Hillary Clinton’s deputy at the State Department will testify before a closed-door meeting of the House Benghazi Committee on Wednesday, where he will likely be pressed on why the State Department has failed to produce certain documents requested by the committee.
Under Secretary Patrick Kennedy will be the 72nd witness interviewed by the committee, Chairman Trey Gowdy (R., S.C.) said in a statement on Tuesday. Kennedy’s testimony comes on the heels of newly released emails that show the under secretary discussed creating a "stand-alone" network for Clinton to check her emails while at her State Department office.
Gowdy said in a statement that the committee would also question Kennedy about the security lapses at the Benghazi consulate:
"Our committee looks forward to completing the first thorough investigation into what happened before, during and after the 2012 terrorist attacks in Benghazi. Ours is the first to obtain and review roughly 70,000 pages of relevant documents, but we are still waiting to receive crucial records from the CIA and the State Department. Patrick Kennedy will hopefully be able to shed some light about some of these serial delays and why security in Benghazi was grossly inadequate. The Democrats on this committee will no doubt continue to do everything they can to undermine and obstruct our work, but the American people and the families of the four victims deserve to know the truth, and that’s why we are going to stay focused on gathering all the facts."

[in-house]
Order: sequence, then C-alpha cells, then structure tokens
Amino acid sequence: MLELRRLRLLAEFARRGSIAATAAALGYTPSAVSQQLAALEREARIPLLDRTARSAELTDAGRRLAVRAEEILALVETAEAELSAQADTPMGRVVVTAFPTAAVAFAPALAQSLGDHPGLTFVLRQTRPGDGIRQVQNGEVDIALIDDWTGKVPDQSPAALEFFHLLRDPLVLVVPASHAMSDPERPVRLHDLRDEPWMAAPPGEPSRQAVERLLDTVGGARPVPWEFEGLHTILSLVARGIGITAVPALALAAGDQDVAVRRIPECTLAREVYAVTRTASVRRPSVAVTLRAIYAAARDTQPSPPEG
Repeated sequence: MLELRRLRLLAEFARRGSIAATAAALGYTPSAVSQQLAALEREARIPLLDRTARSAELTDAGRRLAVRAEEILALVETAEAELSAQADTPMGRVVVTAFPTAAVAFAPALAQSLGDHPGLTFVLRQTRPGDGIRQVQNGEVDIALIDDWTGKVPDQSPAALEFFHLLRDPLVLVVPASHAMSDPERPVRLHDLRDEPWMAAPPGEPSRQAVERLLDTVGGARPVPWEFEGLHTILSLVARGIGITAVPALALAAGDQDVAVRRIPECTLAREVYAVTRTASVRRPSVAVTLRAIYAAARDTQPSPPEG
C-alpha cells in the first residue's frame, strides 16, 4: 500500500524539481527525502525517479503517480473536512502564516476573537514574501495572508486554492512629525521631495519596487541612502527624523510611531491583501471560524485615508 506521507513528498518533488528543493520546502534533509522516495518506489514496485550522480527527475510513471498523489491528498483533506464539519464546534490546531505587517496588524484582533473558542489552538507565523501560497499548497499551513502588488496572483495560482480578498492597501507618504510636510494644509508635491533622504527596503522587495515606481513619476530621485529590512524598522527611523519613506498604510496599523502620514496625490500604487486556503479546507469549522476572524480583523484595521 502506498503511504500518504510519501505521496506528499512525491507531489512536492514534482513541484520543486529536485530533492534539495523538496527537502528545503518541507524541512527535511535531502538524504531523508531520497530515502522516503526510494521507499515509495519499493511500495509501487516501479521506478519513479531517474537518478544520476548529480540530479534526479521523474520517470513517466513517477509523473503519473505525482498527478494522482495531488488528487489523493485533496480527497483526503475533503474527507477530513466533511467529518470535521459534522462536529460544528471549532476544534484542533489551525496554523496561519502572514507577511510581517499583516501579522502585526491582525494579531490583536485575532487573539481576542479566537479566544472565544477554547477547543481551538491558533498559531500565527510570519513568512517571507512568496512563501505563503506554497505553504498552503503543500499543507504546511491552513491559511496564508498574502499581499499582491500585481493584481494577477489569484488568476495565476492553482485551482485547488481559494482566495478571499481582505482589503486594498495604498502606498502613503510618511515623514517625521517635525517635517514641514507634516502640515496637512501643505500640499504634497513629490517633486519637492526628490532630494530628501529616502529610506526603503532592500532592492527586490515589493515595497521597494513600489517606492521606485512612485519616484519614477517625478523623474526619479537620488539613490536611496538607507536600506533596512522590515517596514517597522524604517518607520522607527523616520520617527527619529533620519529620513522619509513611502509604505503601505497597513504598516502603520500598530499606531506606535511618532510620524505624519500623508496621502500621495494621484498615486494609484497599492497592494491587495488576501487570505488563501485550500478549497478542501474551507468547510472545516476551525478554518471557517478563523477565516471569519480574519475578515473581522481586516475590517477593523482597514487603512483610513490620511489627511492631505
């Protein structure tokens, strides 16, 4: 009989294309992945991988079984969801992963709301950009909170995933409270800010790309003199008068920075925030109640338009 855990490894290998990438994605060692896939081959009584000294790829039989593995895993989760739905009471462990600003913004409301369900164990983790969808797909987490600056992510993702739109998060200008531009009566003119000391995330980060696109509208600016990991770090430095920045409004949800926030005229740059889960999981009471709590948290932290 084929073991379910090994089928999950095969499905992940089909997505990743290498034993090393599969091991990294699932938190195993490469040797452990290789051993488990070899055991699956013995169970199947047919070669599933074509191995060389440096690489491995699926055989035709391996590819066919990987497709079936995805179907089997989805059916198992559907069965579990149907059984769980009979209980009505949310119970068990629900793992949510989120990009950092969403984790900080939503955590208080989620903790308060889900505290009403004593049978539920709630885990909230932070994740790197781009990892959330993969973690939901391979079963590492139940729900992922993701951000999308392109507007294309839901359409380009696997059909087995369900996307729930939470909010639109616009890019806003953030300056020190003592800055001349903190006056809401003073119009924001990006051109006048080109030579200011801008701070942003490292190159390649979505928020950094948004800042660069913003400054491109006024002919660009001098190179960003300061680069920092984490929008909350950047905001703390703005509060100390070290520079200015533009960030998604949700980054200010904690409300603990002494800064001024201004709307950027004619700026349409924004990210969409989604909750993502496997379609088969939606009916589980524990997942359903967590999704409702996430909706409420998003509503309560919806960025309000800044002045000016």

The Benghazi Committee investigation has led to questions about whether classified information was mishandled over Clinton’s private email server. The State Department said last week that it is declining to publicly release 22 emails from Clinton’s server that have been classified as "Top Secret." Fox News reported this week that the messages contain "operational intelligence" that intelligence sources said put "sources, methods and lives" at risk.
Update 8:54 p.m.: A spokesperson for the Democratic minority side of the House Benghazi Committee criticized the decision to interview Kennedy, noting that he testified before the House Oversight Committee about the Benghazi attack in 2012: